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Queen’s students trying to keep cats indoors

A group of Queen’s biology students are working on a project to raise awareness about the negative impacts outdoor pet cats have on biodiversity in their area.

While many with pet cats think its relatively harmless to let them roam outside and come back, the students say that research makes clear the threat that cats have on birds and small animals in particular.

Inn Canada cats kill between 100 and 350 million birds a year, which is assumed to be the largest human-related impact on bird mortality, and 23 species have been put at-risk due to predation from cats.

Kerry Roe, one of the three students working on the project, says they’ve been surveying people in Kingston and have found that a lot of respondents do let their cats out and say they occasionally hunt and bring back their kills.

She says that’s probably only a glimpse into the damage they’re out causing.

“Some cats don’t even bring back what they’ve caught, but if they do it’s often only about a third of what they’ve actually caught, so there really is no way to tell the impact that they have,” Roe said.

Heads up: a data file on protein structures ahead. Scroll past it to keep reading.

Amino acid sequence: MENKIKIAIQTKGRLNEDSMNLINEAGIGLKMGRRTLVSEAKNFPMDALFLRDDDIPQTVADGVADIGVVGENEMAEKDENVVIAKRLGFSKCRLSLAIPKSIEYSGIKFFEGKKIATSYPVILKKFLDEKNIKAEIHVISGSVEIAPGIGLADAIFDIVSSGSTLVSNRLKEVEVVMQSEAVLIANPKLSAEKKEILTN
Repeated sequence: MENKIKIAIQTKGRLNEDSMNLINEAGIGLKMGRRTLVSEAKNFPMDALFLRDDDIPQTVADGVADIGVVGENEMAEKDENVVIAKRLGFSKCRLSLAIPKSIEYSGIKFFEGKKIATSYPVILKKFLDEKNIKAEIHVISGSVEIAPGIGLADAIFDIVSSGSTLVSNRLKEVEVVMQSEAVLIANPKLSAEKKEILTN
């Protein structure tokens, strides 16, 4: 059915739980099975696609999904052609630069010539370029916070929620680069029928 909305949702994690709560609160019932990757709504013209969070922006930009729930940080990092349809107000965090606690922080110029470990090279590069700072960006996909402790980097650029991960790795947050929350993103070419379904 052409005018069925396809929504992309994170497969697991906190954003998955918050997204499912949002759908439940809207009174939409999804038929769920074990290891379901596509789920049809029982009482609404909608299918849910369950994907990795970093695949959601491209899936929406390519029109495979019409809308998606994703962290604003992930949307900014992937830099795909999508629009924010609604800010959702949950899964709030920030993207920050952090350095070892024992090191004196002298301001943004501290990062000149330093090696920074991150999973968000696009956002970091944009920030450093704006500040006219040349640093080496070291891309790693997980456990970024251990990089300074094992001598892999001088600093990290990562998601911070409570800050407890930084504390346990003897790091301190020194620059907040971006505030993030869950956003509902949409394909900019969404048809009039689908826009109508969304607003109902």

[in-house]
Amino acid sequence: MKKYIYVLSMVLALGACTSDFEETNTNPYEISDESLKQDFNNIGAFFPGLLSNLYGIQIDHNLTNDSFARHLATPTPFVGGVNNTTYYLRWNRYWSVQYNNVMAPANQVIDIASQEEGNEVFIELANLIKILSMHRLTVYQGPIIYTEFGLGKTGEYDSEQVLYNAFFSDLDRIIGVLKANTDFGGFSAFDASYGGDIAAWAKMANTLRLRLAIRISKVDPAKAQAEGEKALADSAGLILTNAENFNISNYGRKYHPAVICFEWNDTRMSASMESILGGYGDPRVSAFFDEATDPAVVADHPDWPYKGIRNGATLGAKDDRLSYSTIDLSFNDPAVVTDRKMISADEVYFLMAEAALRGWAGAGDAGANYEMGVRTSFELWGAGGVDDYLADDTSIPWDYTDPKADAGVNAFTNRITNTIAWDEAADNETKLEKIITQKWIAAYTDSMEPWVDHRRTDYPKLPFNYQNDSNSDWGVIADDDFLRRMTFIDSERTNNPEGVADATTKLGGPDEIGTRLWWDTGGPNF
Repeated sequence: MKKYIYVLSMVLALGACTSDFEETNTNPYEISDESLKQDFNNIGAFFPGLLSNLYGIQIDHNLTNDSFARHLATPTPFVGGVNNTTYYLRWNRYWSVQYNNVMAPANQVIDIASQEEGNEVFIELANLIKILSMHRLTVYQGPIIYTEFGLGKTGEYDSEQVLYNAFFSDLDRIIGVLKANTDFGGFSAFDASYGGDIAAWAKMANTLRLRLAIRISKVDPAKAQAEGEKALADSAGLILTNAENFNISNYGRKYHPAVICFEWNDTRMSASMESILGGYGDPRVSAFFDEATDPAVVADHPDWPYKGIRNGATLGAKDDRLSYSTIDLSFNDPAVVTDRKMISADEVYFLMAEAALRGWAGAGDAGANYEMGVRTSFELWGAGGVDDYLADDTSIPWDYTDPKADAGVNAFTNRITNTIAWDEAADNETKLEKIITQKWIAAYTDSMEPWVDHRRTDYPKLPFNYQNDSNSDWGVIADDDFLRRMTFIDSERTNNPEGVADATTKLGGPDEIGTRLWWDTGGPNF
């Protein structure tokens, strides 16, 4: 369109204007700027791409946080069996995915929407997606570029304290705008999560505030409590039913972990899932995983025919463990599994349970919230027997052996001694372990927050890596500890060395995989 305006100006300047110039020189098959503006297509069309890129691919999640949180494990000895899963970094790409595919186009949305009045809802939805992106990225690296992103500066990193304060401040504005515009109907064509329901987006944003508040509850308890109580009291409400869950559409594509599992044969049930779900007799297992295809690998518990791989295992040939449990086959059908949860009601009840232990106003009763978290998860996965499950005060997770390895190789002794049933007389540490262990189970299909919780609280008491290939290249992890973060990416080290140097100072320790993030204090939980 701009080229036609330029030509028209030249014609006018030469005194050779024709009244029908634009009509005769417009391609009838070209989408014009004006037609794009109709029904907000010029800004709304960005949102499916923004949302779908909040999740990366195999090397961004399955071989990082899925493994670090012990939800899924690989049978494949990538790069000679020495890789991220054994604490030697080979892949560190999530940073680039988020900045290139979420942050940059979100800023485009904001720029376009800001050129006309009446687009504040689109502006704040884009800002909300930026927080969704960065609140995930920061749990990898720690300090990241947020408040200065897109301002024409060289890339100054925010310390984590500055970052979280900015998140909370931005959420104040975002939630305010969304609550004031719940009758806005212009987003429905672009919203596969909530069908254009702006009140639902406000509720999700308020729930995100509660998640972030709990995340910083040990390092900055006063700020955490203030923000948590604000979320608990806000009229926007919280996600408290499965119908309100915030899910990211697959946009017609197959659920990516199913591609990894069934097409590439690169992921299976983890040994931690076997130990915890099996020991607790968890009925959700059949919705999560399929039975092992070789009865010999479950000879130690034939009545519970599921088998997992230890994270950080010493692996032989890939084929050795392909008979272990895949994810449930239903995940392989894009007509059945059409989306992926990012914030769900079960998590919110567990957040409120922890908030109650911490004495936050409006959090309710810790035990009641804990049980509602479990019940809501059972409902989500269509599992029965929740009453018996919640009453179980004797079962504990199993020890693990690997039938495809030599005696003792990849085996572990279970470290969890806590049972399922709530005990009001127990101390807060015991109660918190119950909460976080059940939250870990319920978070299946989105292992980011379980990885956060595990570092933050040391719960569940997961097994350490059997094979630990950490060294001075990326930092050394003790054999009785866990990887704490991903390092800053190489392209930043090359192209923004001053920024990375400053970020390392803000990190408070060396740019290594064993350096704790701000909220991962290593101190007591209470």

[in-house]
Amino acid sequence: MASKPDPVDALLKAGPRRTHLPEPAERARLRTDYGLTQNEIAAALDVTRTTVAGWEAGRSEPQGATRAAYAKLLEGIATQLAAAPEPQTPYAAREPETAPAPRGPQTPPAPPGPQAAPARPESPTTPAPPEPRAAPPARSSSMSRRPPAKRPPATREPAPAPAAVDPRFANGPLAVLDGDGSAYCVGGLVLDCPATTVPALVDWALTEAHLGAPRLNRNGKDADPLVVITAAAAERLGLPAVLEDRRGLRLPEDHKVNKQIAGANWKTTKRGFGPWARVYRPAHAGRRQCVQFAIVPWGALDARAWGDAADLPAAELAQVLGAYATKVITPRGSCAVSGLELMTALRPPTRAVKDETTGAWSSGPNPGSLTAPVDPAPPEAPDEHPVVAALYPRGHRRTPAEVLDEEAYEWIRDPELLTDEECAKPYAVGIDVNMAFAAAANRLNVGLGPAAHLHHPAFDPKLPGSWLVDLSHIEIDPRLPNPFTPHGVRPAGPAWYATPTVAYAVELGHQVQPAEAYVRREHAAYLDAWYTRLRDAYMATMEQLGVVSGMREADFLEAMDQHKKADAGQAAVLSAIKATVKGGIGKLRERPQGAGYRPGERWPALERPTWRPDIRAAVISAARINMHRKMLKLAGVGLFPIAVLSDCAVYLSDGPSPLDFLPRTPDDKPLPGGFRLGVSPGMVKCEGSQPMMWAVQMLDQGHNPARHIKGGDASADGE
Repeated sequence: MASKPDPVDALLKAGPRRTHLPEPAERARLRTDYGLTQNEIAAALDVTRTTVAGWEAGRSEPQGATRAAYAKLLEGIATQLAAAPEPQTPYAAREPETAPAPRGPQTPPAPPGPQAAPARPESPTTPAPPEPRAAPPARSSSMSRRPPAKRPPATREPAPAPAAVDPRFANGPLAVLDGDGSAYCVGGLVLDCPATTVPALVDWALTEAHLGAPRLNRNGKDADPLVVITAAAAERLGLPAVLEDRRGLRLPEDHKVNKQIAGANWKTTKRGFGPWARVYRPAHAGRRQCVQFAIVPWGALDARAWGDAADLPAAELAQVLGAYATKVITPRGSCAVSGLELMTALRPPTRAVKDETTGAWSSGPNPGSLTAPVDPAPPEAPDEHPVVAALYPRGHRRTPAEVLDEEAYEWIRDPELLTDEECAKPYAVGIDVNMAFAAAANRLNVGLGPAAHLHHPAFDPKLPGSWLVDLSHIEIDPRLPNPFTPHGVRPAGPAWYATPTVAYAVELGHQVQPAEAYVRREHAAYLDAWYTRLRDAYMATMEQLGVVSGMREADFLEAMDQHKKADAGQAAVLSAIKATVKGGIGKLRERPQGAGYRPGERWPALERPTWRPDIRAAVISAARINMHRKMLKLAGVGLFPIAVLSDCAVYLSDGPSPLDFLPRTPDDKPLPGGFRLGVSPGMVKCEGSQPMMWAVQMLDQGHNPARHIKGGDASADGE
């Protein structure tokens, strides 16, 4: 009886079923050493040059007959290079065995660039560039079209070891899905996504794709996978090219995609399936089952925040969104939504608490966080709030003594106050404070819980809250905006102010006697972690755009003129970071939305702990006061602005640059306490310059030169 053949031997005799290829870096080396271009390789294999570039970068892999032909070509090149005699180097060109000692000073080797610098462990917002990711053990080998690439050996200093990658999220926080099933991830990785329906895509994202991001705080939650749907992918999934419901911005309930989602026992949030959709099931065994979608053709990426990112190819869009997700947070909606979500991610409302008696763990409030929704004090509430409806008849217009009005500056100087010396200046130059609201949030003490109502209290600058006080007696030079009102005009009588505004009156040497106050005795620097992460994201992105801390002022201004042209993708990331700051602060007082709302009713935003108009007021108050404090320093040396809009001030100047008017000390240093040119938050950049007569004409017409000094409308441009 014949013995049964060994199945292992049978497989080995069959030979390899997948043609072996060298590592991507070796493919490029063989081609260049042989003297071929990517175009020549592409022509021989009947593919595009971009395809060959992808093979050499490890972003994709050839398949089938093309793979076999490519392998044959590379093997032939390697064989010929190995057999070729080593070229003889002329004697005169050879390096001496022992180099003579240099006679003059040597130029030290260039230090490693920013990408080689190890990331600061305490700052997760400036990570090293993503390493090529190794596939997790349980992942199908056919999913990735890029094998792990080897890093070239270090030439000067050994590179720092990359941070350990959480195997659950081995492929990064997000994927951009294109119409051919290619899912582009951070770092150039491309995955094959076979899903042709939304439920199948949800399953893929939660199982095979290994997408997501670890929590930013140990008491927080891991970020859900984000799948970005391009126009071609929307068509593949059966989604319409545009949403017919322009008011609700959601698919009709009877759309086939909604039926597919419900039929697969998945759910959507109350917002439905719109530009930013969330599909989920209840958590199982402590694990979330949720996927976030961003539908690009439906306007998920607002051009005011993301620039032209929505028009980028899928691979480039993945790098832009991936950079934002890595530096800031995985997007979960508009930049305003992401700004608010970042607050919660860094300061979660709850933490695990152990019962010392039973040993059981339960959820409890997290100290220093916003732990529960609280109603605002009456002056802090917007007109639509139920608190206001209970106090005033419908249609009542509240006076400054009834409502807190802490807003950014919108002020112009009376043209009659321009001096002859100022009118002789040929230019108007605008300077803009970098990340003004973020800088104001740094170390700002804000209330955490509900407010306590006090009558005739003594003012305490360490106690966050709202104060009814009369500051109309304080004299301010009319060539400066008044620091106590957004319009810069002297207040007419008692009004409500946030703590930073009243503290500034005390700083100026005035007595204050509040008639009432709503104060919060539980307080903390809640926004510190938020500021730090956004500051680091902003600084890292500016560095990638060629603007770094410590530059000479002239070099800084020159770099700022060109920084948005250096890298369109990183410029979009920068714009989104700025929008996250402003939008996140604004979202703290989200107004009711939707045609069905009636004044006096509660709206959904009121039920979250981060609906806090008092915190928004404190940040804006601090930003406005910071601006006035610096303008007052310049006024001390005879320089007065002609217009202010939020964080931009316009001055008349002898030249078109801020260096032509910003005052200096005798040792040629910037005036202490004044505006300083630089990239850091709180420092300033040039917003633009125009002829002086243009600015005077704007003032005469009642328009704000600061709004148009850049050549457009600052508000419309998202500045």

Roe said while they were surveying people, some residents without cats or who don’t let them roam mentioned some of the smaller nuisances free-roaming cats can have as they wander on to other people’s properties.

The cats can cause a number of issues, and concerns for their own safety on busy streets are also something to consider.

“There is a lot of issues with it, especially with them going onto other people’s properties, that kind of even goes beyond just the impacts on biodiversity,” Roe said.

“I honestly don’t really know why people do it, I would be so scared that my cat would get hit by a car.”

For people who feel they need to let their cat explore outside, she suggests putting them on a long leash.

As part of the project the students have also contacted the City of Kingston to explore the possibility of enacting a bylaw that prevents people from simply letting their cats roam.

Roe says cities like London have implemented bylaws preventing pets from roaming free with a main focus of protecting local bird populations, and it’s something Kingston should consider.

For now she hopes the project helps inform people’s choices around letting their cat loose.

“It takes a long time to educate people, and if we can start by just getting them to keep their cats inside more often, even without a bylaw, that’s a good way to start,” Roe said.

Owen Fullerton, Local Journalism Initiative Reporter
Owen Fullerton, Local Journalism Initiative Reporterhttp://ygknews.ca
Born and raised in Whitby, Ontario, Owen has been living in Kingston for about three years after starting the band Willy Nilly. Prior to that he worked at CKLB radio in Yellowknife and completed studies in Niagara College's Broadcasting program.

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